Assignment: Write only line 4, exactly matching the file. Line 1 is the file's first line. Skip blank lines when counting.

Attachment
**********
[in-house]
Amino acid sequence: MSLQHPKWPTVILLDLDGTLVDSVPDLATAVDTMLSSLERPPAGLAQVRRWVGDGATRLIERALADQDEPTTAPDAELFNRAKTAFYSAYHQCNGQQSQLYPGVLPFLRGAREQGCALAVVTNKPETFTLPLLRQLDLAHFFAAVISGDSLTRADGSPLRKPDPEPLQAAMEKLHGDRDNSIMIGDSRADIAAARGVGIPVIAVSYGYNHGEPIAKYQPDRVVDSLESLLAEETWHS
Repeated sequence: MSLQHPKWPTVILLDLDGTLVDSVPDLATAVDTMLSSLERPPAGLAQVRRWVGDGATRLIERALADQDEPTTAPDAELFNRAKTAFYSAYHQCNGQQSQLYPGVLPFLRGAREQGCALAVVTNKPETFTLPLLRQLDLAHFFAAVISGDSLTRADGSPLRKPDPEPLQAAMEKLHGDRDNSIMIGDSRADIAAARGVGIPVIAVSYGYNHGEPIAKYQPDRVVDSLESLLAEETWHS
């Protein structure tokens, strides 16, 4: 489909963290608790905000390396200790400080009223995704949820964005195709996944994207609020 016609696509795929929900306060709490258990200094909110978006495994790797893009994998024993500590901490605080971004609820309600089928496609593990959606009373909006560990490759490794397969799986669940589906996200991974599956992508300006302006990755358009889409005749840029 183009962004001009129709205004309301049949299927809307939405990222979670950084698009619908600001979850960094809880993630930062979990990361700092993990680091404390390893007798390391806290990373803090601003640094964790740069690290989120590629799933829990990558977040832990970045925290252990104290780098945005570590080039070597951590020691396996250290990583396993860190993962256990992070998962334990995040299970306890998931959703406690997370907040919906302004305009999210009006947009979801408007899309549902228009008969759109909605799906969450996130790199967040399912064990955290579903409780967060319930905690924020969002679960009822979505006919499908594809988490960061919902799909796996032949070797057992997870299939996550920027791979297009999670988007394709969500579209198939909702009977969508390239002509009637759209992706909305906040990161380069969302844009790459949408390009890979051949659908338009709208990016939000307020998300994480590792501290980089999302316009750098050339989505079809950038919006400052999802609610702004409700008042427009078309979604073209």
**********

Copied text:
């Protein structure tokens, strides 16, 4: 489909963290608790905000390396200790400080009223995704949820964005195709996944994207609020 016609696509795929929900306060709490258990200094909110978006495994790797893009994998024993500590901490605080971004609820309600089928496609593990959606009373909006560990490759490794397969799986669940589906996200991974599956992508300006302006990755358009889409005749840029 183009962004001009129709205004309301049949299927809307939405990222979670950084698009619908600001979850960094809880993630930062979990990361700092993990680091404390390893007798390391806290990373803090601003640094964790740069690290989120590629799933829990990558977040832990970045925290252990104290780098945005570590080039070597951590020691396996250290990583396993860190993962256990992070998962334990995040299970306890998931959703406690997370907040919906302004305009999210009006947009979801408007899309549902228009008969759109909605799906969450996130790199967040399912064990955290579903409780967060319930905690924020969002679960009822979505006919499908594809988490960061919902799909796996032949070797057992997870299939996550920027791979297009999670988007394709969500579209198939909702009977969508390239002509009637759209992706909305906040990161380069969302844009790459949408390009890979051949659908338009709208990016939000307020998300994480590792501290980089999302316009750098050339989505079809950038919006400052999802609610702004409700008042427009078309979604073209």